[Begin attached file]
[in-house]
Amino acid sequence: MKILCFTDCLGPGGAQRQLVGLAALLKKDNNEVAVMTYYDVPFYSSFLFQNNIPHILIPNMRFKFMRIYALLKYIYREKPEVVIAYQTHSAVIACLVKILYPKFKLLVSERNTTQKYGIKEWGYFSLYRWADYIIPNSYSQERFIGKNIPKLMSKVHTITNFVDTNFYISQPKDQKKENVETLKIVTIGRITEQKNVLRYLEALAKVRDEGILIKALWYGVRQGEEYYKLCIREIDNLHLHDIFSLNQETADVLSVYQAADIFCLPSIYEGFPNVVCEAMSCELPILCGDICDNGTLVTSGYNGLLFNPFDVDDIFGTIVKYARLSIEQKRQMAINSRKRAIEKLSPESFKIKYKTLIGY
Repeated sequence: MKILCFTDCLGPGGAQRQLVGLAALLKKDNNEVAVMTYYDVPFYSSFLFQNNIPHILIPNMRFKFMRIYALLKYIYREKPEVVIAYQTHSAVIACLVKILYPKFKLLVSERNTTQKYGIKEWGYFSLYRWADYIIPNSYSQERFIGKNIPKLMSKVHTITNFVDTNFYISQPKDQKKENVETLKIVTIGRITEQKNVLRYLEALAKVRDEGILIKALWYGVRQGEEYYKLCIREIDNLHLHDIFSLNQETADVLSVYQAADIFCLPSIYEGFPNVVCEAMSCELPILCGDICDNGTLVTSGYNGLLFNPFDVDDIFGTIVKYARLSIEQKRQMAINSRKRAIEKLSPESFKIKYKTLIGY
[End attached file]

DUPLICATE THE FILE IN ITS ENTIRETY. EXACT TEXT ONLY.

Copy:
[in-house]
Amino acid sequence: MKILCFTDCLGPGGAQRQLVGLAALLKKDNNEVAVMTYYDVPFYSSFLFQNNIPHILIPNMRFKFMRIYALLKYIYREKPEVVIAYQTHSAVIACLVKILYPKFKLLVSERNTTQKYGIKEWGYFSLYRWADYIIPNSYSQERFIGKNIPKLMSKVHTITNFVDTNFYISQPKDQKKENVETLKIVTIGRITEQKNVLRYLEALAKVRDEGILIKALWYGVRQGEEYYKLCIREIDNLHLHDIFSLNQETADVLSVYQAADIFCLPSIYEGFPNVVCEAMSCELPILCGDICDNGTLVTSGYNGLLFNPFDVDDIFGTIVKYARLSIEQKRQMAINSRKRAIEKLSPESFKIKYKTLIGY
Repeated sequence: MKILCFTDCLGPGGAQRQLVGLAALLKKDNNEVAVMTYYDVPFYSSFLFQNNIPHILIPNMRFKFMRIYALLKYIYREKPEVVIAYQTHSAVIACLVKILYPKFKLLVSERNTTQKYGIKEWGYFSLYRWADYIIPNSYSQERFIGKNIPKLMSKVHTITNFVDTNFYISQPKDQKKENVETLKIVTIGRITEQKNVLRYLEALAKVRDEGILIKALWYGVRQGEEYYKLCIREIDNLHLHDIFSLNQETADVLSVYQAADIFCLPSIYEGFPNVVCEAMSCELPILCGDICDNGTLVTSGYNGLLFNPFDVDDIFGTIVKYARLSIEQKRQMAINSRKRAIEKLSPESFKIKYKTLIGY